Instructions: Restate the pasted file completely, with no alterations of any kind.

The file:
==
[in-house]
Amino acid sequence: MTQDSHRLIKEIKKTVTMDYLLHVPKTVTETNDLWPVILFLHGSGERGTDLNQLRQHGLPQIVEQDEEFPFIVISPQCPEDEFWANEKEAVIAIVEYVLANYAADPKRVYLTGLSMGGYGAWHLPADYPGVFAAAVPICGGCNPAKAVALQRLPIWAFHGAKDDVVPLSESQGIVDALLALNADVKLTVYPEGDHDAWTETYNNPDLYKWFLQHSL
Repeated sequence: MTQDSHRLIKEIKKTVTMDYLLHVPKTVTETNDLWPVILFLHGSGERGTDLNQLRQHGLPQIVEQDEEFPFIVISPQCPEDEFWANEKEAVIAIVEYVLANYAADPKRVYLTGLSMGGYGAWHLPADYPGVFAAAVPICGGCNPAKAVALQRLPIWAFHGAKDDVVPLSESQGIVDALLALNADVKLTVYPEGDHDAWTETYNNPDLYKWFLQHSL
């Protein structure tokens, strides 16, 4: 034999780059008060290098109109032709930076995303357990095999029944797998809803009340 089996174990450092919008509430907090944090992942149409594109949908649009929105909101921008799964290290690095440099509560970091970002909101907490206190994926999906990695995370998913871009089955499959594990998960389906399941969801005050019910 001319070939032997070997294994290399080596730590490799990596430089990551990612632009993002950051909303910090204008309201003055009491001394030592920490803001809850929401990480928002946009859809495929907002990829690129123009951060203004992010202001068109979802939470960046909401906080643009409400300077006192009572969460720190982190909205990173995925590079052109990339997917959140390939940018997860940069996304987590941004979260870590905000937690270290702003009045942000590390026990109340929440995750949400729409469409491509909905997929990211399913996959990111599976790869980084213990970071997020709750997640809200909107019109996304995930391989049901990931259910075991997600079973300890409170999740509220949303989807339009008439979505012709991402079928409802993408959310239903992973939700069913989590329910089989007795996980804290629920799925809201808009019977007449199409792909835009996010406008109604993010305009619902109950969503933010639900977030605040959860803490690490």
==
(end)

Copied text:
[in-house]
Amino acid sequence: MTQDSHRLIKEIKKTVTMDYLLHVPKTVTETNDLWPVILFLHGSGERGTDLNQLRQHGLPQIVEQDEEFPFIVISPQCPEDEFWANEKEAVIAIVEYVLANYAADPKRVYLTGLSMGGYGAWHLPADYPGVFAAAVPICGGCNPAKAVALQRLPIWAFHGAKDDVVPLSESQGIVDALLALNADVKLTVYPEGDHDAWTETYNNPDLYKWFLQHSL
Repeated sequence: MTQDSHRLIKEIKKTVTMDYLLHVPKTVTETNDLWPVILFLHGSGERGTDLNQLRQHGLPQIVEQDEEFPFIVISPQCPEDEFWANEKEAVIAIVEYVLANYAADPKRVYLTGLSMGGYGAWHLPADYPGVFAAAVPICGGCNPAKAVALQRLPIWAFHGAKDDVVPLSESQGIVDALLALNADVKLTVYPEGDHDAWTETYNNPDLYKWFLQHSL
């Protein structure tokens, strides 16, 4: 034999780059008060290098109109032709930076995303357990095999029944797998809803009340 089996174990450092919008509430907090944090992942149409594109949908649009929105909101921008799964290290690095440099509560970091970002909101907490206190994926999906990695995370998913871009089955499959594990998960389906399941969801005050019910 001319070939032997070997294994290399080596730590490799990596430089990551990612632009993002950051909303910090204008309201003055009491001394030592920490803001809850929401990480928002946009859809495929907002990829690129123009951060203004992010202001068109979802939470960046909401906080643009409400300077006192009572969460720190982190909205990173995925590079052109990339997917959140390939940018997860940069996304987590941004979260870590905000937690270290702003009045942000590390026990109340929440995750949400729409469409491509909905997929990211399913996959990111599976790869980084213990970071997020709750997640809200909107019109996304995930391989049901990931259910075991997600079973300890409170999740509220949303989807339009008439979505012709991402079928409802993408959310239903992973939700069913989590329910089989007795996980804290629920799925809201808009019977007449199409792909835009996010406008109604993010305009619902109950969503933010639900977030605040959860803490690490």